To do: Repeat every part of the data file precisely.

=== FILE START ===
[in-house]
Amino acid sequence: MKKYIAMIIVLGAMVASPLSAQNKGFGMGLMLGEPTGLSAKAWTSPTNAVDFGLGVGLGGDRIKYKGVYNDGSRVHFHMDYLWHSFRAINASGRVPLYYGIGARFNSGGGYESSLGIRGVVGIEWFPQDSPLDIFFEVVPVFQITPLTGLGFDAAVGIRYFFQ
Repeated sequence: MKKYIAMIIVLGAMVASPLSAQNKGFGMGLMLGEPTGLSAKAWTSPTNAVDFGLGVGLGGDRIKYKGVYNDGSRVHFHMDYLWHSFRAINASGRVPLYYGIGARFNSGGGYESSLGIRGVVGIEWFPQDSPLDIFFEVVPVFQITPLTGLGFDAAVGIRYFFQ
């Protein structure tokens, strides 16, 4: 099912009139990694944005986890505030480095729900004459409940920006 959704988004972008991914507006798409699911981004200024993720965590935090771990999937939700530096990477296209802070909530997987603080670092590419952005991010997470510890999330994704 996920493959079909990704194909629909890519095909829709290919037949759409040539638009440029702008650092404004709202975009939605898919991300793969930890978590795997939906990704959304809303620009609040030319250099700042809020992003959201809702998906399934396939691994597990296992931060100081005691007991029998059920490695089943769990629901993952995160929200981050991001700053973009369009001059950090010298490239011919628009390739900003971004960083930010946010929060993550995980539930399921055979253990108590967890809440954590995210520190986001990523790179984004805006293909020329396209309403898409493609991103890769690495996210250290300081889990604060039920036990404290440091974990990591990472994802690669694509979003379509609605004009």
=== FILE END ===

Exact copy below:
[in-house]
Amino acid sequence: MKKYIAMIIVLGAMVASPLSAQNKGFGMGLMLGEPTGLSAKAWTSPTNAVDFGLGVGLGGDRIKYKGVYNDGSRVHFHMDYLWHSFRAINASGRVPLYYGIGARFNSGGGYESSLGIRGVVGIEWFPQDSPLDIFFEVVPVFQITPLTGLGFDAAVGIRYFFQ
Repeated sequence: MKKYIAMIIVLGAMVASPLSAQNKGFGMGLMLGEPTGLSAKAWTSPTNAVDFGLGVGLGGDRIKYKGVYNDGSRVHFHMDYLWHSFRAINASGRVPLYYGIGARFNSGGGYESSLGIRGVVGIEWFPQDSPLDIFFEVVPVFQITPLTGLGFDAAVGIRYFFQ
């Protein structure tokens, strides 16, 4: 099912009139990694944005986890505030480095729900004459409940920006 959704988004972008991914507006798409699911981004200024993720965590935090771990999937939700530096990477296209802070909530997987603080670092590419952005991010997470510890999330994704 996920493959079909990704194909629909890519095909829709290919037949759409040539638009440029702008650092404004709202975009939605898919991300793969930890978590795997939906990704959304809303620009609040030319250099700042809020992003959201809702998906399934396939691994597990296992931060100081005691007991029998059920490695089943769990629901993952995160929200981050991001700053973009369009001059950090010298490239011919628009390739900003971004960083930010946010929060993550995980539930399921055979253990108590967890809440954590995210520190986001990523790179984004805006293909020329396209309403898409493609991103890769690495996210250290300081889990604060039920036990404290440091974990990591990472994802690669694509979003379509609605004009």